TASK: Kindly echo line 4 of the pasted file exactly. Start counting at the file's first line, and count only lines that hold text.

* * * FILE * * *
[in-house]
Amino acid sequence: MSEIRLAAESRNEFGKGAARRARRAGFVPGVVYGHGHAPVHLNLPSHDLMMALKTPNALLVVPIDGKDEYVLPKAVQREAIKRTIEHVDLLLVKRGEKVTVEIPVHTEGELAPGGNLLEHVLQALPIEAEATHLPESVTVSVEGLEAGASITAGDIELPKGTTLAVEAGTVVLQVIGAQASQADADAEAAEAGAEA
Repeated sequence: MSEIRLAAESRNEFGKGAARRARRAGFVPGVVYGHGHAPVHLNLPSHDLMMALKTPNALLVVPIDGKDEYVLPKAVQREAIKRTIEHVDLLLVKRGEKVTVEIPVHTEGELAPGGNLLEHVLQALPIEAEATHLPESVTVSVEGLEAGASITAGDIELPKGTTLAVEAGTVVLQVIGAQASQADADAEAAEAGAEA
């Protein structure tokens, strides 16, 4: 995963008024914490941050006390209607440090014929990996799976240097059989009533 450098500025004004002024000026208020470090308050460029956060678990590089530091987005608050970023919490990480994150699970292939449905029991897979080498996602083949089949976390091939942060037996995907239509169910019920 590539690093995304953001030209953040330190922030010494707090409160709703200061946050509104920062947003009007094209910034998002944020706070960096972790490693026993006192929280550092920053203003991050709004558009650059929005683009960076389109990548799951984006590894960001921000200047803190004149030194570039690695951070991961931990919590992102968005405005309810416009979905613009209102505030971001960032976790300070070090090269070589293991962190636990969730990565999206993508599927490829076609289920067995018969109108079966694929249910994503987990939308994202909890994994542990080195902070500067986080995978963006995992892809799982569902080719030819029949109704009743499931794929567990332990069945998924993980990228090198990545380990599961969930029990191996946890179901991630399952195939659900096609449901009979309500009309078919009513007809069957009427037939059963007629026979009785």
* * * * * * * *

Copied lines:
């Protein structure tokens, strides 16, 4: 995963008024914490941050006390209607440090014929990996799976240097059989009533 450098500025004004002024000026208020470090308050460029956060678990590089530091987005608050970023919490990480994150699970292939449905029991897979080498996602083949089949976390091939942060037996995907239509169910019920 590539690093995304953001030209953040330190922030010494707090409160709703200061946050509104920062947003009007094209910034998002944020706070960096972790490693026993006192929280550092920053203003991050709004558009650059929005683009960076389109990548799951984006590894960001921000200047803190004149030194570039690695951070991961931990919590992102968005405005309810416009979905613009209102505030971001960032976790300070070090090269070589293991962190636990969730990565999206993508599927490829076609289920067995018969109108079966694929249910994503987990939308994202909890994994542990080195902070500067986080995978963006995992892809799982569902080719030819029949109704009743499931794929567990332990069945998924993980990228090198990545380990599961969930029990191996946890179901991630399952195939659900096609449901009979309500009309078919009513007809069957009427037939059963007629026979009785």